Hi folks, Mike here. I recently spoke with Kim Addington, COO of NPI (one of our newest community sponsors), about the profound impact IT procurement is having on helping companies navigate uncertainty and disruption. We agreed to publish portions of this discussions for a couple of reasons.
First, IT procurement practitioners deserve recognition for their role in keeping the business up-and-running during an historic period of disruption. Full stop. Second, disruption isn’t going anywhere. Whether positive (digital transformation) or negative (the pandemic is an obvious example), helping the business survive unexpected change is part of the job. And one that is getting tougher by the day.
Mike: You have a unique vantage point on how business resiliency and IT procurement intersect. Can you share a little bit about that?
Kim: NPI has always had an inside view into how different IT procurement organizations respond to disruption. We work with 500+ enterprises across a large cross-section of industries. Many we’ve supported for years – through the financial crisis and recession, through industry transformation and upheaval, mergers and divestitures, and now through a pandemic.
IT procurement has always been on the front lines of executing critical business initiatives in response to change, but the pandemic has pushed the function into the spotlight. It’s been said COVID-19 accelerated digital transformation by six years, and we certainly saw that in many of the organizations we support. Telehealth is a good example of how a long-term initiative became a necessity overnight. At a minimum, most organizations had to make material changes to their IT ecosystem to support remote workers.
What we saw across the board is that procurement organizations had to contend with priorities that changed overnight, faster buying cycles, faster implementations, new business and technical requirements, and new vendors and technologies. And those challenges aren’t going away. Most businesses are either rushing to keep up with an accelerated pace of transformation or are under pressure to maintain the operational and competitive advantages they’ve already achieved. One survey by TechRepublic shows that 47 percent of tech leaders plan to spend even more on digital transformation in 2021 than they did in 2020.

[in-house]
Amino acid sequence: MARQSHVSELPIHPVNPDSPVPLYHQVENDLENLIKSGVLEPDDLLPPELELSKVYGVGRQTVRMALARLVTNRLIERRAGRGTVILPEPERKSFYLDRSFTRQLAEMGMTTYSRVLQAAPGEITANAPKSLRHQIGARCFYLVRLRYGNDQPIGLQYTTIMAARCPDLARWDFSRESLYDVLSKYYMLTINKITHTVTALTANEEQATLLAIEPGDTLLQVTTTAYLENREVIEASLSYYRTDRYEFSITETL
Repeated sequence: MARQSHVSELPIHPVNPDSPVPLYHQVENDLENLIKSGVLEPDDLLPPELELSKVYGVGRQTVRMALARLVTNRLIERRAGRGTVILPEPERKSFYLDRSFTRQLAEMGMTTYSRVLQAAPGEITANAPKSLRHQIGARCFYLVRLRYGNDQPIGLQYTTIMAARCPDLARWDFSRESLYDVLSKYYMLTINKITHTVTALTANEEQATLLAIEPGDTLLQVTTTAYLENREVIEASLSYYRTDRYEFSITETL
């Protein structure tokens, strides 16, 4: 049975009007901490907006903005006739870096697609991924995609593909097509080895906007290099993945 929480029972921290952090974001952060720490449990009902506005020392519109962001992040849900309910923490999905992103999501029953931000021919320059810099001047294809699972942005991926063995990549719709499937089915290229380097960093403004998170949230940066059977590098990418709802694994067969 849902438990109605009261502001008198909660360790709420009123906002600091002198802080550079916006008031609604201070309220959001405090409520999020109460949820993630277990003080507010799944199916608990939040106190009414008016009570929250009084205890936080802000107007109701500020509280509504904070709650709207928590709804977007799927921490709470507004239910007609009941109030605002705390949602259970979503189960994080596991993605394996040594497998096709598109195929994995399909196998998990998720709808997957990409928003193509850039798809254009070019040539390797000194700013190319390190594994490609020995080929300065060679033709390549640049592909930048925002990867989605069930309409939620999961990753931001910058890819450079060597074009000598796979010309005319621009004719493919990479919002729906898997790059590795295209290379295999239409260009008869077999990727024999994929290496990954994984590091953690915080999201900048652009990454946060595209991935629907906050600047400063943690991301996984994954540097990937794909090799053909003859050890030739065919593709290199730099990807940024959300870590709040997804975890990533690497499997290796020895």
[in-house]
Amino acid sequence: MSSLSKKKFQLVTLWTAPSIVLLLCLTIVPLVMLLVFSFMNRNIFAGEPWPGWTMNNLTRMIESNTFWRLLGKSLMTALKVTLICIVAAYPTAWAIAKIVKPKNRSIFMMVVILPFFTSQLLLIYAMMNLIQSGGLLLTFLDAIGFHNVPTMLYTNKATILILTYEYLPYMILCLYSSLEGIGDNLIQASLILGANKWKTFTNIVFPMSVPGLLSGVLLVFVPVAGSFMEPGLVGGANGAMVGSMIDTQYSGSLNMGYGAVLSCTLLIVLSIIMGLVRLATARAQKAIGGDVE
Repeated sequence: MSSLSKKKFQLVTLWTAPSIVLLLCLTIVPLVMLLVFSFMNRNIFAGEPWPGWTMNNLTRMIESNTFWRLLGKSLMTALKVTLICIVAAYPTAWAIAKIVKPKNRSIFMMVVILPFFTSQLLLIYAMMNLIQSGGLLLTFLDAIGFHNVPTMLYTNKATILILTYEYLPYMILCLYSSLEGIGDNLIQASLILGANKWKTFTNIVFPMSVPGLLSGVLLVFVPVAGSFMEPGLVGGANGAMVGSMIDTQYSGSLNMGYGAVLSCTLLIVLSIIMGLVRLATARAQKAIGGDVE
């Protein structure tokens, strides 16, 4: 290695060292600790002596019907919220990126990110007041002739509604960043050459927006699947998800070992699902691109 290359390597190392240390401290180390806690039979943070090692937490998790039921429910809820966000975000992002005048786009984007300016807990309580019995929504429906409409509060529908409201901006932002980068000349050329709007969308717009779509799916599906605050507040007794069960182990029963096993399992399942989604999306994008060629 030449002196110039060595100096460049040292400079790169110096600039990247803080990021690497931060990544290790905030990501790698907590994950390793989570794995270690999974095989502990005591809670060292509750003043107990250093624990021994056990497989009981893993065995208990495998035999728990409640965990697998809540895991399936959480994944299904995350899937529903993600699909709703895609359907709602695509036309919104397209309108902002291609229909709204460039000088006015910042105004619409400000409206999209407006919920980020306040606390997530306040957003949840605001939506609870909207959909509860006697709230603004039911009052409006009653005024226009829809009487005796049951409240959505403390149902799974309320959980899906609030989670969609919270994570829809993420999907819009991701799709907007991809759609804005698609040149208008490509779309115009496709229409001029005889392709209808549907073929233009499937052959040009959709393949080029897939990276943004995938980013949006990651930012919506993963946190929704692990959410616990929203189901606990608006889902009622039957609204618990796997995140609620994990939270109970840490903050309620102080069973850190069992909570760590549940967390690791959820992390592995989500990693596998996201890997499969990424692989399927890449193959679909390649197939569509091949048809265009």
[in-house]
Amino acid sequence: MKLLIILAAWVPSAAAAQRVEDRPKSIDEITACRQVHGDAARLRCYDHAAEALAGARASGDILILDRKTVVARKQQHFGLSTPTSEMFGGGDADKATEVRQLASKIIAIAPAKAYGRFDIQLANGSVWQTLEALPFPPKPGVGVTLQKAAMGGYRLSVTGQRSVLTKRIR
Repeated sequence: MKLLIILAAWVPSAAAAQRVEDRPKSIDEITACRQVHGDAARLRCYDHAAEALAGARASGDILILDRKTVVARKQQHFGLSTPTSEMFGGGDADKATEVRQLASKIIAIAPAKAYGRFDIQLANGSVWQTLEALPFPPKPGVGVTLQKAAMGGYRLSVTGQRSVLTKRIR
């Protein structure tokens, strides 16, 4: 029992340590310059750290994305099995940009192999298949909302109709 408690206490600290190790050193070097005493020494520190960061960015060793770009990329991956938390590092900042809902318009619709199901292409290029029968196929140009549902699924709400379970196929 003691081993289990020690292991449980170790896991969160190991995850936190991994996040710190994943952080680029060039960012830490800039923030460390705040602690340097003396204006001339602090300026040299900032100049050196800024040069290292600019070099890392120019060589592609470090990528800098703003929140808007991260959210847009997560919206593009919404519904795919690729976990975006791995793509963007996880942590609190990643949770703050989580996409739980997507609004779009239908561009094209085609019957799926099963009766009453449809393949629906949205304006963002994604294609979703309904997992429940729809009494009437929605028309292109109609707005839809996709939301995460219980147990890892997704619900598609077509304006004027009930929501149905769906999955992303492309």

Mike: In some of the insights NPI has published, you talk about a new mandate facing practitioners. What does that mandate look like and how is it different than previous expectations?
Kim: The pandemic exposed a lot of weak links in many businesses, and leadership doesn’t want to get caught off guard the way they were a year ago. They’re making it a priority to prepare for how they will navigate the next large-scale disruption, and that’s ushering in a whole new set of IT initiatives that have support all the way to the boardroom.
It’s also causing a lot of businesses to reexamine how IT procurement can contribute to increased IT agility that has built-in cost management guardrails. The need to easily respond to changing business requirements with minimal disruption and well-managed cost is now an IT sourcing imperative.
Mike: What are the most important things IT procurement practitioners can do right now to help the business be more resilient amid change?